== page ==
By Cheryl Costello
Sandy Point State Park has been a favorite Bay beach for decades, reaching maximum capacity on many summer weekends. Its distinctive sand and fantastic view of the Bay Bridge keep people coming to swim, picnic, and sunbathe. Now, there’s a new addition to the popular park.
A nature center opened to the public Easter weekend, part of the $2.5 million in ongoing improvements at Sandy Point. The Maryland State Parks-run center was built in partnership with the National Park Service and Chesapeake Conservancy.
Bay Bulletin was there as the first visitors got a look inside—including 13-year-old Lindsay Vaughan of Bowie. Arms outstretched, she measured herself against a life-sized silhouette of different birds’ wingspans. She decided her “wingspan” was closest to that of an osprey.
“Hands-on things are a lot more fun!” she told us, and Ranger Melissa Acuti, Chief of Interpretation for Maryland Park Service, said that’s the idea behind the exhibits at the nature center.
Acuti brought us into a giant bird’s nest made from driftwood.
“So this is a larger-than-life osprey nest so that you, as a human, can get into the nest and feel a little bit what it feels like to be a bird,” she showed us.
Visitors also learned that osprey winter in Central America but come back to the Bay every spring.
“And they’re also a really good indicator species because 99 percent of their diet is fish,” Acuti adds. “In order to have a healthy osprey population in the Chesapeake Bay, we need to have a healthy aquatic environment.”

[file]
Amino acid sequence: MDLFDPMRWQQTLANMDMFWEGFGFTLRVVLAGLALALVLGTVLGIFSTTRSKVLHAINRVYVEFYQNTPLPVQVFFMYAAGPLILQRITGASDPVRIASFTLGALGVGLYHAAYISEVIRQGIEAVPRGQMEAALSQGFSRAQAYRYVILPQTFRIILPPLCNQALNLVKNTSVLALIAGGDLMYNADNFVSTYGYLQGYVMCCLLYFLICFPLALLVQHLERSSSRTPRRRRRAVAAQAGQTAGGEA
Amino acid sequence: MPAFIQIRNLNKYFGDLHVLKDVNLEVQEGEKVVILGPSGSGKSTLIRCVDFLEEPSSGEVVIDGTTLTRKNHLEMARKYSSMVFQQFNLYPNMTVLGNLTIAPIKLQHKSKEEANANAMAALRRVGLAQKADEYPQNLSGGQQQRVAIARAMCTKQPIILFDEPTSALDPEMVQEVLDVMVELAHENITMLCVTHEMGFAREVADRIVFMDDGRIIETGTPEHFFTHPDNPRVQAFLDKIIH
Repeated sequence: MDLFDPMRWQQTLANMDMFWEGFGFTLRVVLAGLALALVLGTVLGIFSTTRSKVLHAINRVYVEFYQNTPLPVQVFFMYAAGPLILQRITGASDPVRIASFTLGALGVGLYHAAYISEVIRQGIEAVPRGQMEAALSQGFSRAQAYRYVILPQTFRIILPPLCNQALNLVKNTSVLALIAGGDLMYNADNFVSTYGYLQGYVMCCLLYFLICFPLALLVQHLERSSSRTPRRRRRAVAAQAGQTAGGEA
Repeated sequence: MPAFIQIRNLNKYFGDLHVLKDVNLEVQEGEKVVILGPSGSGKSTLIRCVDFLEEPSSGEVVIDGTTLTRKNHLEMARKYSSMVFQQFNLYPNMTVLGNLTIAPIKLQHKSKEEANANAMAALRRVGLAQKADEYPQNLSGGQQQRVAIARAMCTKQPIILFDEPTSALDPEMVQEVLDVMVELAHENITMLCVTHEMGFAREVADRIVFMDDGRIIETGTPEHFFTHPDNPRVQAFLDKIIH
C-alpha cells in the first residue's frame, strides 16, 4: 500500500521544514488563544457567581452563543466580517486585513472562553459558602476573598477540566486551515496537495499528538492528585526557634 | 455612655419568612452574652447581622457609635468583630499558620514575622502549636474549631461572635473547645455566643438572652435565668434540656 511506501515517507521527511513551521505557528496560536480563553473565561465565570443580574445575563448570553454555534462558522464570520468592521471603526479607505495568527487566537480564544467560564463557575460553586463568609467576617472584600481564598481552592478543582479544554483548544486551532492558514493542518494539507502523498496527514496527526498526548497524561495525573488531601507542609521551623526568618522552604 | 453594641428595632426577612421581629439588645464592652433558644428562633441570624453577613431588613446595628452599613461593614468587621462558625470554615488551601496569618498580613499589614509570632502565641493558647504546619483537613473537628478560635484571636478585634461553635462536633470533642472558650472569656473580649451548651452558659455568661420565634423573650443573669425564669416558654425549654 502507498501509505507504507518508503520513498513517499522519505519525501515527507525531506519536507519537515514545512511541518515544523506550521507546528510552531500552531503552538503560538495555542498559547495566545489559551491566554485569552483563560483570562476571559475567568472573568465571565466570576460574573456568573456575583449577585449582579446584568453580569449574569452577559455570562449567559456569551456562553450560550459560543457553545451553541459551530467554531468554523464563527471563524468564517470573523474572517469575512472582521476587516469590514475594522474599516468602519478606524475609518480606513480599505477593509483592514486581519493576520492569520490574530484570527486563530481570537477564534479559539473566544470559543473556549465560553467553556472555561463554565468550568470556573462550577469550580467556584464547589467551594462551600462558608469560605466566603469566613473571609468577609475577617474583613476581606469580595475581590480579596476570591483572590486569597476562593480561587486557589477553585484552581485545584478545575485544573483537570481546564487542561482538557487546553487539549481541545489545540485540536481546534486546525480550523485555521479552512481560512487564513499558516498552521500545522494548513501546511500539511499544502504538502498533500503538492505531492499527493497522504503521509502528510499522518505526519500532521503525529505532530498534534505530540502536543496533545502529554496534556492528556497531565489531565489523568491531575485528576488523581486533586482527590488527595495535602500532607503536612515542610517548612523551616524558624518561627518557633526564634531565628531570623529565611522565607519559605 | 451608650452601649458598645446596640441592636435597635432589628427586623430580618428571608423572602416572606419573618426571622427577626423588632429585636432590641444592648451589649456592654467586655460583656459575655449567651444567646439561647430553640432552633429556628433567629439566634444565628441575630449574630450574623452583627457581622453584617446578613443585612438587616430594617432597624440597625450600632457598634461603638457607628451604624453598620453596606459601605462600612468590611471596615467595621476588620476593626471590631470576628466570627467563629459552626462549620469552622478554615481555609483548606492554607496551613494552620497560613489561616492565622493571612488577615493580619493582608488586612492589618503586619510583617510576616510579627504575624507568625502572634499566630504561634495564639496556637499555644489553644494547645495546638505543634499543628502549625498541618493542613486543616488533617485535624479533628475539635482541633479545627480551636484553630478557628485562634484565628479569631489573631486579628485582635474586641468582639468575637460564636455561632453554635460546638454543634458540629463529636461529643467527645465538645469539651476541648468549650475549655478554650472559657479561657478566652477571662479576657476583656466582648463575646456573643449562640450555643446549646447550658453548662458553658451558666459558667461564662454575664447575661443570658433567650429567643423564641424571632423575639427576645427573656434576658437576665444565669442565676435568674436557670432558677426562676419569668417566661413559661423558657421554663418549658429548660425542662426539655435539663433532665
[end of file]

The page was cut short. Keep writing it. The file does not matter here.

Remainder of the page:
There are native plant species, an I Spy nature game, and a meadow where the monarch butterfly feels right at home during its migration.
“Many of our species that live here don’t live here all the time, they spend time in other parts of the world. So in terms of conservation, what we do here matters, but it also matters globally,” Acuti explains.
Other interactive learning tools at the nature center include a beaver dam and a discovery drawer. A large, colorful mural of the Bay and its underwater inhabitants is magnetic for a reason. You can move around different animal magnets, like jellyfish—a necessary nuisance.
“They really are an important food source for many species that live in the Bay,” Acuti says.
Visitors at the grand opening were drawn to the magnets.
“You can just put them anywhere you want to. Put the butterfly here. That’s a crab there,” said Hannah Perez, visiting from Columbia.
Mark Akers came from Dundalk to experience the new attraction. “I got my little sister Karen here with me. It’s a way for us to stay together and get connected with nature,” he said.
From oyster spat on shell to a “boat” where you can try on a life jacket and measure some fish, the nature center teaches visitors about the Bay that is just steps away, outside the nature center at Sandy Point.
“In school we don’t really learn about this a lot. So when I go to a park like this, I can learn more about everything and just be more connected,” said Karen Akers.